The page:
On Monday 1 August Justin Wolfers flipped a coin. Heads he would use Twitter that day, tails he would not. It was heads, so he got to tweet for the day. On Tuesday, when the coin landed on tails, he wasn’t so lucky. Wolfers is going to be determining his Twitter engagement this way until the end of October. But what’s the point?
Well, Wolfers is an economist and he’s conducting a randomised trial to see whether using Twitter benefits him or not. He announced his experiment on his Freakonomics blog on 13 July: “I’m a long-time Twitter sceptic. It’s difficult for an economist to see a 140 char lmt as a ftr.” Wolfers started using Twitter in mid-July, and gave himself a grace period to figure it out before he began the experiment proper.
In his initial blog post Wolfers proposed tracking three variables: his distraction, his influence and how informed he was. He’s since stated: “I think Twitter may have (an) impact beyond my productivity. I’m now also convinced it’s worth tracking my anxiety (yes, that damn debt-ceiling debate), as well as my feelings of being engaged (ditto).” But he hasn’t yet detailed how he’ll be measuring each of these variables; we’ll have to wait for his methodology to be revealed.
Wolfers has already drawn several observations from his Twitter usage. Number 11 was: “I’m convinced that Twitter is essential for journalists. I remain sceptical that it is important for economists.” He’s not wrong on the first one – you wouldn’t be reading this story if this journalist hadn’t found out about the grand Twitter experiment via, well, Twitter.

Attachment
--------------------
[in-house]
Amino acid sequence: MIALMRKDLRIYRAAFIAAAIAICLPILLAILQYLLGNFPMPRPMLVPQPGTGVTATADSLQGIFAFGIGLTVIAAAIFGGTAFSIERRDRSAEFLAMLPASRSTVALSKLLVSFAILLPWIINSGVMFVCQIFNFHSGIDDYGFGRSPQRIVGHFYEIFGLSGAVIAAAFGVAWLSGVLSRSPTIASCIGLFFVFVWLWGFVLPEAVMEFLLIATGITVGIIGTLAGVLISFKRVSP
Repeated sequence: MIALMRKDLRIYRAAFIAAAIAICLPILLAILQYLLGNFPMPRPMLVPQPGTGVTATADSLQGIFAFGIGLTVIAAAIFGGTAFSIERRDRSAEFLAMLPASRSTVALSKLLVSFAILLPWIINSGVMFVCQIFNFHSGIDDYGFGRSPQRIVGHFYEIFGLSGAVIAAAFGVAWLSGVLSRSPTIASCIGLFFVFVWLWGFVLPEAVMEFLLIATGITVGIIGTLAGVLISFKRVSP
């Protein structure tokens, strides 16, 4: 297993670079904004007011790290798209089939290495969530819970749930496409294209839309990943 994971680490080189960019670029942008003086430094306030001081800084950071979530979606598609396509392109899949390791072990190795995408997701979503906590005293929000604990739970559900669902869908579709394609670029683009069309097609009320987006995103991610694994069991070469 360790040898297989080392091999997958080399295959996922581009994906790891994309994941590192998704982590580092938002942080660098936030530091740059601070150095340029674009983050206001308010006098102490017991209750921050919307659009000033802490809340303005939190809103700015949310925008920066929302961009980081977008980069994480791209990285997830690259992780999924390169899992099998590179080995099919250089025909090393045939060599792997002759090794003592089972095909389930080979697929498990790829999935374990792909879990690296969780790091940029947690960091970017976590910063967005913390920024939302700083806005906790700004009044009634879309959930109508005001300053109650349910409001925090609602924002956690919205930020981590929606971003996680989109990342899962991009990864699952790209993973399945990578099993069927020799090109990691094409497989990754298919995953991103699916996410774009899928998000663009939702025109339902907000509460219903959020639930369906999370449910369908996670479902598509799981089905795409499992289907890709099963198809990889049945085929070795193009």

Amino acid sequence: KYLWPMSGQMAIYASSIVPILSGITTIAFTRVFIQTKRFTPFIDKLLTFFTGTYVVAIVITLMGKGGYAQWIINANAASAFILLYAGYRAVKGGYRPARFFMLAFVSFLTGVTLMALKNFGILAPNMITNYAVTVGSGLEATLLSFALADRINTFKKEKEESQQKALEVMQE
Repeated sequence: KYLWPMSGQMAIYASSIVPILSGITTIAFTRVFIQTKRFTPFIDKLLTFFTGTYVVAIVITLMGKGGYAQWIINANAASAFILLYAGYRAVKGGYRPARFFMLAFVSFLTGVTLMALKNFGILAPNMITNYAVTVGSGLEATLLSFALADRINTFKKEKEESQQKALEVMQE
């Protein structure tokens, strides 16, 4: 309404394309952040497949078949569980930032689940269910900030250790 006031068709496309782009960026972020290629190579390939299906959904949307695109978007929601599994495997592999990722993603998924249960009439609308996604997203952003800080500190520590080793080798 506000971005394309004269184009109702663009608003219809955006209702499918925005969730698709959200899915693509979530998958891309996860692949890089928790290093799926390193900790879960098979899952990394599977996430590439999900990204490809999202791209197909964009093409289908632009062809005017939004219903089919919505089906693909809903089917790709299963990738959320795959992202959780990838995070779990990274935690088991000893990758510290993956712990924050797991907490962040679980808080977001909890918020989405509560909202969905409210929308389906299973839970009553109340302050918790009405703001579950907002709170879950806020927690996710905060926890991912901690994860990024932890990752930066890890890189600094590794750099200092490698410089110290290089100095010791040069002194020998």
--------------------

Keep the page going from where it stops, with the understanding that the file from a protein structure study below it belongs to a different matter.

Thing is, there’s an important caveat in the way Wolfers designed his trial. “If the coin comes up heads, it doesn’t necessarily mean that I’ll tweet, just that it will be a Twitter-aware day. I’ll consume the stream, and tweet away if I feel the need. Tails, and I’ll simply tweet “Tails, goodbye”, close the stream (unless I need it for research) and then resist the urge to tweet for the rest of the day.”
Seeing as he’s already committed to using Twitter (if he needs it for research), the social-media platform is of some importance after all – even to economists. DM
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No, not really. But now that we have your attention, we wanted to tell you a little bit about what happened at SARS.
Tom Moyane and his cronies bequeathed South Africa with a R48-billion tax shortfall, as of February 2018. It's the only thing that grew under Moyane's tenure... the year before, the hole had been R30.7-billion. And to fund those shortfalls, you know who has to cough up? You - the South African taxpayer.
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